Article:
This seems an intermediate stage in development of receptivity, between irritability and what we might call sensitivity proper; still the sea urchin is oriented towards objects in the environment, their enemy the starfish calls forth a lunging assault. The movement here, however, has no point at which it is integrated—hence properly we cannot consider the thing a mind, at least in any sense subjectively recognisable.
Of course, this might be thought ordinary enough for such an unusual and distant creature. Take now instead a mother hen; while avian yet she is a far-sight closer to our own and consciousness in our ordinary understanding, now consider this:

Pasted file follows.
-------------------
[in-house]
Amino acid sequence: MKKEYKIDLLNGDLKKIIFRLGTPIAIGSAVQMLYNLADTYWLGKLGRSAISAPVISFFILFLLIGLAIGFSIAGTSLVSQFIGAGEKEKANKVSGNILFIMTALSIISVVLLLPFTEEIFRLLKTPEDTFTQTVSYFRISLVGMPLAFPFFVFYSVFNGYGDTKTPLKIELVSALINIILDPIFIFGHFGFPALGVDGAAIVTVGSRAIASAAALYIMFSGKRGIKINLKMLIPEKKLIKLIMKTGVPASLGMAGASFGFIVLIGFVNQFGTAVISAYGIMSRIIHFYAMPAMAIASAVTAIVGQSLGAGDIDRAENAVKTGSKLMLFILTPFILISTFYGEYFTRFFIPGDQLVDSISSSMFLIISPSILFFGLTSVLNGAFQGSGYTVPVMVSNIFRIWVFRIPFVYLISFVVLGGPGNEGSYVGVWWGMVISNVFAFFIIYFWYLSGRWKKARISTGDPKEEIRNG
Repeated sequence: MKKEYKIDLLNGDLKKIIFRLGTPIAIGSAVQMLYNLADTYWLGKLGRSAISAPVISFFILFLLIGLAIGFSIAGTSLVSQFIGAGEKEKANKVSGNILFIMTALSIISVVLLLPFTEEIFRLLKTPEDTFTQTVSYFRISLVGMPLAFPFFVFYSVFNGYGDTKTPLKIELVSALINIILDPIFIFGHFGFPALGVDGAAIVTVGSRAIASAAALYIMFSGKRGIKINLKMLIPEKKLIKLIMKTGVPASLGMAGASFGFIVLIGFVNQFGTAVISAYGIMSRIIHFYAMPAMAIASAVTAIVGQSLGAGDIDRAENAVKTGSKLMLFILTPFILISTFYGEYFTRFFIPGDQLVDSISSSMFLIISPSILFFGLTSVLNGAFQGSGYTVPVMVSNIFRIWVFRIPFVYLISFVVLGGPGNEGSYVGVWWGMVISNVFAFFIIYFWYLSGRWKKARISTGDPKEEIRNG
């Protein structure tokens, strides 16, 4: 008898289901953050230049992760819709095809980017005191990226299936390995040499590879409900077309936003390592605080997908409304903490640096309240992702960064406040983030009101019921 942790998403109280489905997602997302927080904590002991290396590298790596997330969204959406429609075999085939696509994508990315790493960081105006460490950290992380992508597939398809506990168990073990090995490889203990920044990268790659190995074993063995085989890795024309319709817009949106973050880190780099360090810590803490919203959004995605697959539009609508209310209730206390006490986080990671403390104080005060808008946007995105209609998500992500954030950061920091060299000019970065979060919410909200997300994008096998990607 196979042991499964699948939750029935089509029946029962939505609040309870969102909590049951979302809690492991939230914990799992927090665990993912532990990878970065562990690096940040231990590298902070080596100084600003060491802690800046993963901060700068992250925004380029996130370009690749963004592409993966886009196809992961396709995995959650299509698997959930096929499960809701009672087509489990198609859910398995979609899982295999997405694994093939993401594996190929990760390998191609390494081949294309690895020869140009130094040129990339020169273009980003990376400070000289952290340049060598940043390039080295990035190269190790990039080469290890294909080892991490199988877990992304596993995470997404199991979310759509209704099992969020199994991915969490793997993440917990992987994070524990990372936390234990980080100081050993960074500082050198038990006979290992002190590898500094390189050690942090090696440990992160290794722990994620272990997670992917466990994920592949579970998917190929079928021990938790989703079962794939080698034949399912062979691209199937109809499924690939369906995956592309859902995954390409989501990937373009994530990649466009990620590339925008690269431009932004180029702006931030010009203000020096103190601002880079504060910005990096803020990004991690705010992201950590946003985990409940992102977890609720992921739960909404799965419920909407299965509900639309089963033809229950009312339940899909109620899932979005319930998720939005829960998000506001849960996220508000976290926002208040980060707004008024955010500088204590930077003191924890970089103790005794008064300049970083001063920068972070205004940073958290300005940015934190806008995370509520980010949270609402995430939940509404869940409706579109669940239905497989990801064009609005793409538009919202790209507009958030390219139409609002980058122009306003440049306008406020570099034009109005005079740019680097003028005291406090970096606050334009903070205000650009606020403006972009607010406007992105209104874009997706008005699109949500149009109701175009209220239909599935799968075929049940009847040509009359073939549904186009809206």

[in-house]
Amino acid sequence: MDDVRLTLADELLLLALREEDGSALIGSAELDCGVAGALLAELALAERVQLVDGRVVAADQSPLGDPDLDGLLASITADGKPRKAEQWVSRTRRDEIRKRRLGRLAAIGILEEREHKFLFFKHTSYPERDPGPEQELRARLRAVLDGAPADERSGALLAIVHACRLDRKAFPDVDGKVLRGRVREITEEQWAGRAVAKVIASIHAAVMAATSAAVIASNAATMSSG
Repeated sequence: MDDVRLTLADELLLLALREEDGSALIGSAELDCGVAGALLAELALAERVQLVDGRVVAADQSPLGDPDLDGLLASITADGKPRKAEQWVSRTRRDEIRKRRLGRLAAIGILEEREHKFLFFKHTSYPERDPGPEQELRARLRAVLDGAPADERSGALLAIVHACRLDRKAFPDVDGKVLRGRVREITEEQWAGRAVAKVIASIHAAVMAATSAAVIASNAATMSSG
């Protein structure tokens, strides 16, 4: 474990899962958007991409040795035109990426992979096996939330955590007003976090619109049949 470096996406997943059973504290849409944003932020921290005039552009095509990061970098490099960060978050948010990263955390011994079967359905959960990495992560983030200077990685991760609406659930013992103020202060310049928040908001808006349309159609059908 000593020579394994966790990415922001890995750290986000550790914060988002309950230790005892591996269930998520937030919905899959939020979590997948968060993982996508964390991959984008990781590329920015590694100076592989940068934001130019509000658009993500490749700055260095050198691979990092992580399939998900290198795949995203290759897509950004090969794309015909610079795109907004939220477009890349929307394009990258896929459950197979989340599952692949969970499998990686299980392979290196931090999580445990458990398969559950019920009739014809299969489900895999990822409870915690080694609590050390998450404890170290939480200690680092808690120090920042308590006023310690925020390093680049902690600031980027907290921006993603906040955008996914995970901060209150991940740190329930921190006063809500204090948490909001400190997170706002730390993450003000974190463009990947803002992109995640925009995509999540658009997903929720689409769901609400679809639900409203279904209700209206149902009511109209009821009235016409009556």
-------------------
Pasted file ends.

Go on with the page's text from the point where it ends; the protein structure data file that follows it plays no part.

If a chick is tied to a peg by one leg, it peeps loudly. This distress call makes the mother hen run immediately in the direction of the sound with ruffled plumage, even if the chick is invisible. As soon as she catches sight of the chick, she begins to peck furiously at an imaginary antagonist. But if the fettered chick is set before the mother hen’s eyes under a glass bell, so that she can see it but not hear its distress call, she is not in the least disturbed by the sight of him.
There seems some absence of what we ought expect, that the sound and sight are separate in a way unexpected according to our understanding of sensitivity. The fact seems better explained on a model according with that of the sea urchin, that there is as yet not an integration of the various arcs; with each sensory modality, or so we might consider them, a mere bundle of arcs wrought of a specialised thread. There are eyes here, yes—but is there sight?